Blue Beryl Main Page
This first painting of the Blue Beryl depicts the setting of the transmission of the Four Tantras in this kalpa, as realized by terton Drapa Ngonshe in the 11th century. Entering a deep meditation in the place known as Sudasana, with an audience of four retinue—gods of the devaloka, hermit sages, Hindu divinities, and Buddhist adherents—Shakyamuni Buddha assumes the form of Bhaisajyaguru, Master of Remedies, from eons past. From this form, the Buddha projects a rainbow of light in all ten directions. When the light is reabsorbed, Bhaisajyaguru projects Vidyajnana from his buddha-mind/heart-center, who is essentially the embodiment of Akshobyavajra. In the form of a hermit sage, Vidyajnana urges all four retinues to study the science of medicine. Bhaisajyaguru then projects Rsi Manasija, who is essentially the nature of Amitabha, the primordial wisdom of discernment, and personification of speech. In the form of another hermit sage, Rsi Manasija circumambulates the Buddha three times, and requests The Four Tantras [since no member of the four retinue have the courage to do so].
The whole of the Four Tantras are then a conversation between Vidyajnana (a personification of the Buddha’s mind) and Rsi Manasija (a personification of the Buddha’s speech). The First Tantra known as the “Root Tantra” is revealed by emanating, from his heart, Akshobya—mirror like primordial wisdom. The next painting, also part of the “Root Tantra”, depicts the structure of the Tantra in the manner of a metaphor used for the whole Tibetan Buddhist science of medicine—a tree with three roots, nine stems, forty-seven branches, 224 leaves, two flowers, and three fruits, which all correspond to different topics within the science of medicine.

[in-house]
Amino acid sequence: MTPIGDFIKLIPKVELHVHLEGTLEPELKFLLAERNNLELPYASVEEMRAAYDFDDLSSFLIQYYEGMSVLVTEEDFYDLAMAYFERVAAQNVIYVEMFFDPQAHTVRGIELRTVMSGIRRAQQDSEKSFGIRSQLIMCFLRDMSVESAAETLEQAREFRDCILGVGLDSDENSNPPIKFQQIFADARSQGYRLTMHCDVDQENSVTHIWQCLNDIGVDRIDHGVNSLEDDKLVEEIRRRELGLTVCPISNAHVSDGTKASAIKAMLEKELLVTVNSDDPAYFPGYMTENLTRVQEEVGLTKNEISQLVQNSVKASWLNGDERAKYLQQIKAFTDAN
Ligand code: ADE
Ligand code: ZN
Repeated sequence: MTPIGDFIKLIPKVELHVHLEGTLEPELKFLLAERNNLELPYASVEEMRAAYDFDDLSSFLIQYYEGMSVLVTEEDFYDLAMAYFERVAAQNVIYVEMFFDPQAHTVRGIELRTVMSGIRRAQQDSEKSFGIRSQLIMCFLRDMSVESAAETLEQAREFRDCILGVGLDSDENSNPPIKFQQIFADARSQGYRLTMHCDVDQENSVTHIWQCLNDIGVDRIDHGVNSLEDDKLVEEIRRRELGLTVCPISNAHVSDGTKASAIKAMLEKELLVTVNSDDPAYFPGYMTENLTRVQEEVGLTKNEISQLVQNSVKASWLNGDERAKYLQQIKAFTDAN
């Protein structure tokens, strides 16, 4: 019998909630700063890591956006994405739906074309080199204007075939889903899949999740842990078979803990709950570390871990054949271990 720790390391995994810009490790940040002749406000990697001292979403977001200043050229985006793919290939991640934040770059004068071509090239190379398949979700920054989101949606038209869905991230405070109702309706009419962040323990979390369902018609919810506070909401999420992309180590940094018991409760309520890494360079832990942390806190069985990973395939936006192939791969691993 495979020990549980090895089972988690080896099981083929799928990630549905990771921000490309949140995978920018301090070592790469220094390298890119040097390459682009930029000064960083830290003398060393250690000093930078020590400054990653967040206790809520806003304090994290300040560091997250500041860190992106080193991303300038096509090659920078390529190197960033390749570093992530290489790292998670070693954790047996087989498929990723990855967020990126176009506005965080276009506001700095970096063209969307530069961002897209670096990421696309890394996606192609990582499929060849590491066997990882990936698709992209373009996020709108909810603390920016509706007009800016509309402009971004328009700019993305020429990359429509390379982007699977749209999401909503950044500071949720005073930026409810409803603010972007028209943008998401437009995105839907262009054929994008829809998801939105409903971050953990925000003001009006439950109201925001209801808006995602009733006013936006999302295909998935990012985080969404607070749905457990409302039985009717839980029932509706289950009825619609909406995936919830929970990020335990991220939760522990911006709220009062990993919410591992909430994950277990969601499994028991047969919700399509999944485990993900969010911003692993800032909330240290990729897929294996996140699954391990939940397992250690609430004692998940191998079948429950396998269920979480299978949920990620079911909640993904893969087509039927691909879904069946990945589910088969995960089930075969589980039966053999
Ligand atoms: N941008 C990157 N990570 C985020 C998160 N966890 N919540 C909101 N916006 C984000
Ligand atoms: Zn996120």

The Second Tantra, known as “Exegetical Tantra” is revealed by emanating, from the crown of his head, Vairocana—primordial wisdom of absolute nature of reality. The “Exegetical Tantra” demonstrates the natural tools of the physician and reflect the nature/tools of the physician that surround Sudasana (depicted in the first painting) as well as outlining the possible qualities of a practicing physician—establishing a direct connection between generosity, ethics, patience, perseverance, concentration, wisdom, and the aptitude to succeed as a menpa.
The Third Tantra, known as the “Instructional Tantra”, is revealed by emanating, from his navel, Ratnasambhava—primordial wisdom of equality. The “Instructional Tantra” details the treatment of many diseases and is divided into fifteen sections. These paintings depict the information on bloodletting, surgical and moxibustion points, etc. Another illustration depicts the consecration and purification of medicinal herbs through visualization for the practice of Tibetan Medicine. The final illustration of the “Instructional Tantra” depicts the moment in which Ratnasambhava is reabsorbed into the navel center of Bhaisajyaguru.
The fourth Tantra, known as “Final Tantra”, is revealed by emanating, from his genital region, Amoghasiddhi—primordial wisdom of accomplishment. A number of these paintings demonstrate connections drawn by Tibetan physicians between pulse and disease or particular forms of demonic possession. This group of paintings also conveys, “absolute diseases of the lifespan and dependent diseases of past karma- which are respectively considered to be treatable and untreatable by medical science.” Finally, the last Blue Beryl painting depicts the entrustment of the Four Tantras of medical science and the unbroken lineage of transmission
Laura Weinstein, 9-2019